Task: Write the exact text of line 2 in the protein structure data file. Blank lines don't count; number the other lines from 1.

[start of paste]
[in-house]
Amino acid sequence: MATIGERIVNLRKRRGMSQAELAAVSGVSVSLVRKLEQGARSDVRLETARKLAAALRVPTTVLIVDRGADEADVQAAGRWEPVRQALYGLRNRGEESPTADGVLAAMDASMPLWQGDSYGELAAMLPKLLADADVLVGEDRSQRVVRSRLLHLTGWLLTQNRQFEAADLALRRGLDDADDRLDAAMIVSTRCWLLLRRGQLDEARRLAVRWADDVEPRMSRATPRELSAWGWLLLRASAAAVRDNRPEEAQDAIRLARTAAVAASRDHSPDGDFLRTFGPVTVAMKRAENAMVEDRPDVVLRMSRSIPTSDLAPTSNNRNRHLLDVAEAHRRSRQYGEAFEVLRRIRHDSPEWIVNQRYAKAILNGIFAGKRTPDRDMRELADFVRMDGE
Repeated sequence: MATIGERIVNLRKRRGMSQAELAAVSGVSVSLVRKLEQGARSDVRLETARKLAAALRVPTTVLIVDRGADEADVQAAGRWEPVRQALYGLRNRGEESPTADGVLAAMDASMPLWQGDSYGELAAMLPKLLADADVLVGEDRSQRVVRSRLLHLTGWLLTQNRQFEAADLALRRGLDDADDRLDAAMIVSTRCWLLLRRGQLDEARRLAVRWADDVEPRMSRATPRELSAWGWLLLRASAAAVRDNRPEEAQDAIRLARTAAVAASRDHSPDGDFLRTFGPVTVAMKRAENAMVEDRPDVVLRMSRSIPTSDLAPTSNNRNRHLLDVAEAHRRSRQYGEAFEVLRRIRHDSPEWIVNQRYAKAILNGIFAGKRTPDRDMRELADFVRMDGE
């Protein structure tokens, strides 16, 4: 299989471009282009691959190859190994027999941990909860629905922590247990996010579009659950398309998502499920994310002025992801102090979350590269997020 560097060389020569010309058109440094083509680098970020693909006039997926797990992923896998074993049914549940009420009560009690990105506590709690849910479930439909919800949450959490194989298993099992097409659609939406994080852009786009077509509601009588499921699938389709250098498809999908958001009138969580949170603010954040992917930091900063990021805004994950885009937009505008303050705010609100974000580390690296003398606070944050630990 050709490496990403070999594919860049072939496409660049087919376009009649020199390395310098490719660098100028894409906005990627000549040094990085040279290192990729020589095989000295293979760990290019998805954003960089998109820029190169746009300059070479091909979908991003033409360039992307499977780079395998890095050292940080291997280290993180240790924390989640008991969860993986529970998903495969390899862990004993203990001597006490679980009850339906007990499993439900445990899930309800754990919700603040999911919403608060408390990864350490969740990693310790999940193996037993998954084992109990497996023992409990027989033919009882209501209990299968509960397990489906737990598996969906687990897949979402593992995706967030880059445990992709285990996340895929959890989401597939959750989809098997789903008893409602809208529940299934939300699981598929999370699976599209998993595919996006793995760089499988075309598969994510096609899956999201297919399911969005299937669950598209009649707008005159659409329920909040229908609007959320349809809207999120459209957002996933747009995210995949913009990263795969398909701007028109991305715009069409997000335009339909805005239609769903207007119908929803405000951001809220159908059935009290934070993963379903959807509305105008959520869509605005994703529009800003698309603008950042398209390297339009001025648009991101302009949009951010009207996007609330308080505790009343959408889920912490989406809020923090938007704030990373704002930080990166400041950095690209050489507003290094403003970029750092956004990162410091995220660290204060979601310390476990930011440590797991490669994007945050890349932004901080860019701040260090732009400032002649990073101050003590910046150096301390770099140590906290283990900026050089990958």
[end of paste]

Amino acid sequence: MATIGERIVNLRKRRGMSQAELAAVSGVSVSLVRKLEQGARSDVRLETARKLAAALRVPTTVLIVDRGADEADVQAAGRWEPVRQALYGLRNRGEESPTADGVLAAMDASMPLWQGDSYGELAAMLPKLLADADVLVGEDRSQRVVRSRLLHLTGWLLTQNRQFEAADLALRRGLDDADDRLDAAMIVSTRCWLLLRRGQLDEARRLAVRWADDVEPRMSRATPRELSAWGWLLLRASAAAVRDNRPEEAQDAIRLARTAAVAASRDHSPDGDFLRTFGPVTVAMKRAENAMVEDRPDVVLRMSRSIPTSDLAPTSNNRNRHLLDVAEAHRRSRQYGEAFEVLRRIRHDSPEWIVNQRYAKAILNGIFAGKRTPDRDMRELADFVRMDGE